The 101st Airborne Division, which took command of the U.S. mission in eastern Afghanistan earlier this week, will preside over a crucial period in which additional forces could be brought in to fight a resurgent Taliban along the Pakistan border.

This week, France pledged to send up to a battalion of new troops to Afghanistan, with some officials saying they would be put in the eastern part of the country, freeing up more U.S. troops to fight in the south. And, in comments to reporters this week, Secretary of Defense Robert Gates predicted an escalation of U.S. troops — already at their highest point since the war began — in Afghanistan within the next year.

In a ceremony on the 101st day of 2008, the 101st Airborne commander pledged to continue the work done by the outgoing 82nd Airborne command.

“We pledge to work together with our Coalition and Afghan partners in an effort to build a strong government of the Islamic Republic of Afghanistan … to improve the quality of life for the people of Afghanistan who have seen too much violence and terror over the last 30 years,” Maj. Gen. Jeffrey Schloesser said.

The area the division will command includes a population of around 9 million people and is roughly the size of the states of Georgia and South Carolina combined. The rugged, mountainous region is rife with militants who move back and forth in the border region to mount attacks.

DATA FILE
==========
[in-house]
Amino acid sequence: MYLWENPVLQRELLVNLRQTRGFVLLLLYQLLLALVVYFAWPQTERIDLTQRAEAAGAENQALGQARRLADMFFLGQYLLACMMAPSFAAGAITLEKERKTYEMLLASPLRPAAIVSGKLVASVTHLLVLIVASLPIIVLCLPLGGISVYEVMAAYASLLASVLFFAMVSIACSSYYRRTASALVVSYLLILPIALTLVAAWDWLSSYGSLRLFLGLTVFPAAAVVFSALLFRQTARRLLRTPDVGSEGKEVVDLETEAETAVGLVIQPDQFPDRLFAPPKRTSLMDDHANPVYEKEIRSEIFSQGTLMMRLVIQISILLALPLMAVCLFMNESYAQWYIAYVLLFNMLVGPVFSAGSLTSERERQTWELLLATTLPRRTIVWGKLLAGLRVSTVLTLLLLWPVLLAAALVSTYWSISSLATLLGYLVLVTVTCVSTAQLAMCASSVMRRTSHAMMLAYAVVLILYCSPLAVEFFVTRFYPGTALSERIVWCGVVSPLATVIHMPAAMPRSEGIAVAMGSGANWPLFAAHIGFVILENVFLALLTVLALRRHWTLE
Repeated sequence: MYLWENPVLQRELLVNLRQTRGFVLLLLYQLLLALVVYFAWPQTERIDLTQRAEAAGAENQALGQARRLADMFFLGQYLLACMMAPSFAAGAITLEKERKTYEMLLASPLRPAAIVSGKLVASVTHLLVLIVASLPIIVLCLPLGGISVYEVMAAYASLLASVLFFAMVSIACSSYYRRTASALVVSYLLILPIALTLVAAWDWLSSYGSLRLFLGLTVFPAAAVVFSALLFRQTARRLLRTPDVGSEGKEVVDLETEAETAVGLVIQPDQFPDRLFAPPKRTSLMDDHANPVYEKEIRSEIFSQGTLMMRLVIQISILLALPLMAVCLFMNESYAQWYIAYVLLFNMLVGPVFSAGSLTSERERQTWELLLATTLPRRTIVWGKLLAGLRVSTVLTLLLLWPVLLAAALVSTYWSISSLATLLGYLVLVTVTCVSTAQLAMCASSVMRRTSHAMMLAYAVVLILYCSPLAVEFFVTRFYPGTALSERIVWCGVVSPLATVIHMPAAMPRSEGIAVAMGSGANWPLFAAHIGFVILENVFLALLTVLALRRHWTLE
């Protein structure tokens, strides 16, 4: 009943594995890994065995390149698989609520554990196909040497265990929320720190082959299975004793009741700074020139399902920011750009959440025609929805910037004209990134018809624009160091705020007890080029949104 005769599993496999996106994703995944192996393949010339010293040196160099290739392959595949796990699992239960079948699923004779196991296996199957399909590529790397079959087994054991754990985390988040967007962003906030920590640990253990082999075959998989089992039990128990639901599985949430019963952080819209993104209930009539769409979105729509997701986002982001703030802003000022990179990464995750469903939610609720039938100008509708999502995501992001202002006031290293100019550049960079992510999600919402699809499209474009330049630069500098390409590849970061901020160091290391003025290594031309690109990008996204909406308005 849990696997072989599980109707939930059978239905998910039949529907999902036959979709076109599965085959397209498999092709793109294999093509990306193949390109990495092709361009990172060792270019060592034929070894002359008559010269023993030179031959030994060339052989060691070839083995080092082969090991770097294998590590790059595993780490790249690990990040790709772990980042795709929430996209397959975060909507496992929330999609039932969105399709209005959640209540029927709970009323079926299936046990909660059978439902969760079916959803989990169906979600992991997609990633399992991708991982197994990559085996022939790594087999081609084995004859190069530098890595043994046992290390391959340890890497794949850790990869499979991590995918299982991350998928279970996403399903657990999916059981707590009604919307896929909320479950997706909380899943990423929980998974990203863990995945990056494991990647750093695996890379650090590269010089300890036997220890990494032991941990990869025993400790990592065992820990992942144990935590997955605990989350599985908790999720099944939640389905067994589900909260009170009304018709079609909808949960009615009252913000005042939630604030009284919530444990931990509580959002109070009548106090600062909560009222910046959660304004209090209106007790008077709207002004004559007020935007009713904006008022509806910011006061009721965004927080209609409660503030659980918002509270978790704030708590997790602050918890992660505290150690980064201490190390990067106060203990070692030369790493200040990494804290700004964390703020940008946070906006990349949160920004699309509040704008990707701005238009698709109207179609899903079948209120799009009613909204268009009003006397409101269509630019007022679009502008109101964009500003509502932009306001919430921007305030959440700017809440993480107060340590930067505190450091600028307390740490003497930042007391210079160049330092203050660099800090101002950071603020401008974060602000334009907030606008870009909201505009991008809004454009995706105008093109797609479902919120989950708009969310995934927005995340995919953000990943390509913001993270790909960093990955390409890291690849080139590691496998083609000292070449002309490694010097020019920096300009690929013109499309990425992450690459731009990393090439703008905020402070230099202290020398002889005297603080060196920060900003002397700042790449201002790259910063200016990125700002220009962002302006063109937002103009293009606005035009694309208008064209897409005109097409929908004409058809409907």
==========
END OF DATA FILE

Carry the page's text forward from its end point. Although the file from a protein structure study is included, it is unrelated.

The border stretches for some 450 miles and seven ethnic groups live along the area.

According to Maj. Gen. David M. Rodriguez, the outgoing commander of Regional Command-East, access to basic health care in the area has increased to nearly 80 percent of the population and that there are now 8,000 more schools and 140,000 more teachers in the area.

“All of that is a large investment in a prosperous future for Afghanistan,” Rodriguez said.

The 101st Airborne, based out of Fort Campbell, Ky., has deployed some 7,200 soldiers from the division’s headquarters, 4th Brigade Combat Team, 101st Combat Aviation Brigade and 101st Sustainment Brigade to Afghanistan as part of CJTF-101.

The division’s 1st, 2nd and 3rd Brigade Combat Teams are currently in Iraq.

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